Written by Sharon King
Photography by Sharon Brink
Earlier this year, I received a WhatsApp from Sighthound Rescue South Africa (SRSA); it contained pictures of an extremely tatty-looking, black three-legged Greyhound who’d been found running along an open road in Gauteng. He was thin and covered in bite wounds and scars. It apparently took his rescuer quite some time to catch him, and a young man by the name of Isaac assisted her, so she named the hound after him. SRSA was contacted, and Isaac was taken to the vet where his wounds were stitched, after which he was placed into foster care with a very nice lady called Patricia.
I often get contacted about three-legged Greyhounds, because I have a few rescued tripod Greyhounds in my pack. Unfortunately, I can’t take all of them, but about five weeks before Isaac’s pictures were sent to me I’d lost one of my tripods – a black boy called Onyx. I was devastated at his loss and my heart was still broken. In one of the pictures sent to me, someone was holding Isaac’s head and he was looking at the camera. In that picture, I saw the face of Onyx. Ironically, Isaac was missing the same leg as Onyx – the left front – and he was the same colour, black with a white chest and paws. I was sold, and I sent a message back to SRSA to say I’d take him. The problem now was getting him from Johannesburg to the Overberg in the Western Cape. A few of my rescues come from other provinces and had been flown through Watershed Rescue and Rehabilitation Fund. I contacted Stephne Jackson of Watershed and asked if she’d be willing to fly my new boy, Isaac, to Cape Town. She agreed immediately and I was extremely grateful.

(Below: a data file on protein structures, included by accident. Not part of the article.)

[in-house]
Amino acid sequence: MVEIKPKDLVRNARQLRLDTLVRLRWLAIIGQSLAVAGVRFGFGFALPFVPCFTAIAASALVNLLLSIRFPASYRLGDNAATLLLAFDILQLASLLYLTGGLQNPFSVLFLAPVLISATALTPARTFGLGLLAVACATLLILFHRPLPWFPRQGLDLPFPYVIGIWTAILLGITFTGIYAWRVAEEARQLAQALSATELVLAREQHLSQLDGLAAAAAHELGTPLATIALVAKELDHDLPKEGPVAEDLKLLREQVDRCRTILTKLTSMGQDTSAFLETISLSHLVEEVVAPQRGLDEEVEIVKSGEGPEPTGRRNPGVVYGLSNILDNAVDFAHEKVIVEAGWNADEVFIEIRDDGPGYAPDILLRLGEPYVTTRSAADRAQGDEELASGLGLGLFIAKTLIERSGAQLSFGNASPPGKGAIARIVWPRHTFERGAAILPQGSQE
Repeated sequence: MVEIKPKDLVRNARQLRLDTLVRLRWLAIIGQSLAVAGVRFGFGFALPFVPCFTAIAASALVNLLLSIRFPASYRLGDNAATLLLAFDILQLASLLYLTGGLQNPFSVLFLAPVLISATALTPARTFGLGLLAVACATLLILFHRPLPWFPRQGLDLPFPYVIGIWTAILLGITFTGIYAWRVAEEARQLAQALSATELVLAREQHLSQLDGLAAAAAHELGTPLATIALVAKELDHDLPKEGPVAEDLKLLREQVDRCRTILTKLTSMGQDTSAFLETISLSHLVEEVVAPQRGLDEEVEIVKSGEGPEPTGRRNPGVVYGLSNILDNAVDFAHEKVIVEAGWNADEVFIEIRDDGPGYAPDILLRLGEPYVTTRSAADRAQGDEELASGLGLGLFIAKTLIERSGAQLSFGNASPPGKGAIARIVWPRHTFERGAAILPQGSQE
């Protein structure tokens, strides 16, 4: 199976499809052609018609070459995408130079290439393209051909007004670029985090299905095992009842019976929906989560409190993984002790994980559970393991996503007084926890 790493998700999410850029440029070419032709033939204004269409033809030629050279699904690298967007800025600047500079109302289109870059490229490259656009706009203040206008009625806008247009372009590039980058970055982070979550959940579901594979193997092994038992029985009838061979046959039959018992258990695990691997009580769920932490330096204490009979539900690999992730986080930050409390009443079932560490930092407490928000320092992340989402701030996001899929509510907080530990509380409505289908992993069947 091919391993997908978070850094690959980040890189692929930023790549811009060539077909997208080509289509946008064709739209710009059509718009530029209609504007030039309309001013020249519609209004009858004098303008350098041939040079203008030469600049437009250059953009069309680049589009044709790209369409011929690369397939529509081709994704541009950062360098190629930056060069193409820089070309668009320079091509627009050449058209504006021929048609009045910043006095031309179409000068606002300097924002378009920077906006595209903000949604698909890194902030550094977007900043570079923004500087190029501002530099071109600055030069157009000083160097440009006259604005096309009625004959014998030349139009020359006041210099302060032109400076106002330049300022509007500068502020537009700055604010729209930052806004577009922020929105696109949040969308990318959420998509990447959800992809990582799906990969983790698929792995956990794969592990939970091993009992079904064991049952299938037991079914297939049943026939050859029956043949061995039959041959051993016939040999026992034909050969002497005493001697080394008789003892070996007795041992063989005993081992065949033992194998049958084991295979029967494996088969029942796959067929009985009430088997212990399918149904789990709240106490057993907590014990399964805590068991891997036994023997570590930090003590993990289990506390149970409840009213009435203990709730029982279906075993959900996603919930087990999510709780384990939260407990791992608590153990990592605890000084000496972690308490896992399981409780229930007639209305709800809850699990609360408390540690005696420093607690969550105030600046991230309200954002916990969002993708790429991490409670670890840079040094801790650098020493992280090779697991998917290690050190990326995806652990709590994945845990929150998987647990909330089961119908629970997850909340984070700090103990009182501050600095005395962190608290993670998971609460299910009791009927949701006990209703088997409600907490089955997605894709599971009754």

Patricia had found it easier to call Isaac “Zeke”. I loved the name, so we changed it to Zeke. I was in contact with Patricia until Zeke had to travel – she’d give me daily updates on him, letting me know how he was coming out of his shell, how some of his scars were healing, what a quick learner he was, and how much I was going to love him.
Zeke arrived in Cape Town a couple of weeks later. I live in a small town in the Overberg, and it’s quite a drive to Cape Town, so SRSA offered to collect Zeke at the airport and I’d meet them in Caledon to collect him. A neighbour and I drove to Caledon accompanied by my other black tripod Greyhound, Jack, so that Zeke would have company on the way home. He was such a good boy on the drive home and slept next to Jack, only becoming over-excited when I gave them some chicken that my neighbour had packed in for him.
Zeke settled in immediately, no problem at all – it was as if he’d always been here. His coat was still dull and had a few bare patches where wounds had been stitched, and he also had a few scars on his body and face. He became attached to me as soon as we met, and he’s still that way. He suffers from bad separation anxiety and starts to howl if I’m out of sight. Fortunately, I work from home, and when I do go out he comes along in the car, together with another little old rescue mutt, Tatty Teddy, who also suffers from separation anxiety, and Jack (who’s just very naughty if left at home and gets up to all kinds of mischief). If they can’t come with me, I organise a hound sitter to come and stay with all of them.
Zeke has turned into a beautiful, happy boy with a lovely shiny coat. All the wounds have healed, and only a few scars are noticeable. He loves to get involved in playing with the other hounds, but I do have to watch him – he’s not used to play and gets a bit rough with them. I’m so happy that I decided to adopt him; he’s such a joy to have around.